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Monday, June 5, 2017

Email to the Universe reading group, Week Four!

By Gregory Arnott, guest blogger

So, this week is a doozey. One of the thoughts that has preoccupied me while reading this book is how well it has aged and whether the ideas that RAW introduces are as relevant today as they were a little more than a decade ago. When I first read email to the Universe I was what I would call a RAW-purist and naturally agreed with everything I read- emphatically so. Now that I have changed and am revisiting the text I am finding the reading to be a much more provoking and rewarding experience.

pg 54 In the initial haiku we have a reference to dolphins and their presumably idyllic lifestyle (without money! how nice of an idea) which echoes back to Howard and his compatriots in Illuminatus!

- also, the quote is originally from Vonnegut’s Cat’s Cradle (I’ve only read Slaughterhouse Five and Breakfast of Champions)
The essay Shocking Hidden Facts About Male Non-Violence was an arduous read for me. Not because I outright disagree with RAW but in today’s delightful iteration of the Culture War this little piece is, if anything, more dangerous than at the time of its writing and later publication. The conversation about feminism and masculinity in our society has somehow accelerated and become more of a muddle.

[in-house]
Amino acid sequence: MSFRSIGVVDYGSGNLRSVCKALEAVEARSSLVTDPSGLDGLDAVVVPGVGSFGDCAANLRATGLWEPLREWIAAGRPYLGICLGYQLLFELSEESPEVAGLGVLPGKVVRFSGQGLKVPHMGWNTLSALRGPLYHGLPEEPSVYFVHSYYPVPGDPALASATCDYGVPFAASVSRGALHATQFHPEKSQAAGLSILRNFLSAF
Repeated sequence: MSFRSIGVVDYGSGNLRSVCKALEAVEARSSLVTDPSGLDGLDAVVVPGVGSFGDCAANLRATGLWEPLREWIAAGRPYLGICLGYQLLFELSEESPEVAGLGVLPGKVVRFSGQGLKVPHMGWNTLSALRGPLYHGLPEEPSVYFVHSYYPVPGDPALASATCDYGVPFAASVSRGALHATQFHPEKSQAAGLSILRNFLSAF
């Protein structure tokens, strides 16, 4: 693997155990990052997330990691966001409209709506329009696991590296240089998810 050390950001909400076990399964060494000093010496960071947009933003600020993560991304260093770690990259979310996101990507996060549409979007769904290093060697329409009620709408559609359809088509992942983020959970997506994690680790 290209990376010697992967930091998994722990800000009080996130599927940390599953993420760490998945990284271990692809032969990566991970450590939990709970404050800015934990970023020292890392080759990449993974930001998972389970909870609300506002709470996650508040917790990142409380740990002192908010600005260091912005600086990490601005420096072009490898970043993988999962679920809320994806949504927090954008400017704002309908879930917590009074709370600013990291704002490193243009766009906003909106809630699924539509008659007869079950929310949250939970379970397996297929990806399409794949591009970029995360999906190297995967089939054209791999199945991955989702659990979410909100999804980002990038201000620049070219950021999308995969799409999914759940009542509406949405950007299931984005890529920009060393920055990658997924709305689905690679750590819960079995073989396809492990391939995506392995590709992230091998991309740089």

In light of the recreational and medical Heresies mentioned on pg. 55 that had resulted in so many arrests I’d like to link to an article about how Oakland, CA is taking steps to correct this assault.
On page 56 RAW complains about the brutish perception of men in the context of his androphobia. I would like to point out that much of the brutishness and foolish accoutrements of masculinity are not due to the incorrect perspectives of observes but certain malignant programs in our own society concerning the male gender. Toxic and Fragile Masculinity are concepts worth familiarizing yourselves with that help to pinpoint the flaws that help create the more brutish types of male hominids.
I also enjoy the digs at Amy Lowell, an early twentieth century Imagist poet whose work is widely looked down upon, and Hildegarde of Bingen. I’m not quite in the know about the mediaeval mystic and composer’s history but elsewhere in RAW’s work he talks about how “feminist” historians have tried to raise her compositions unfairly about those of the male Beethoven’s.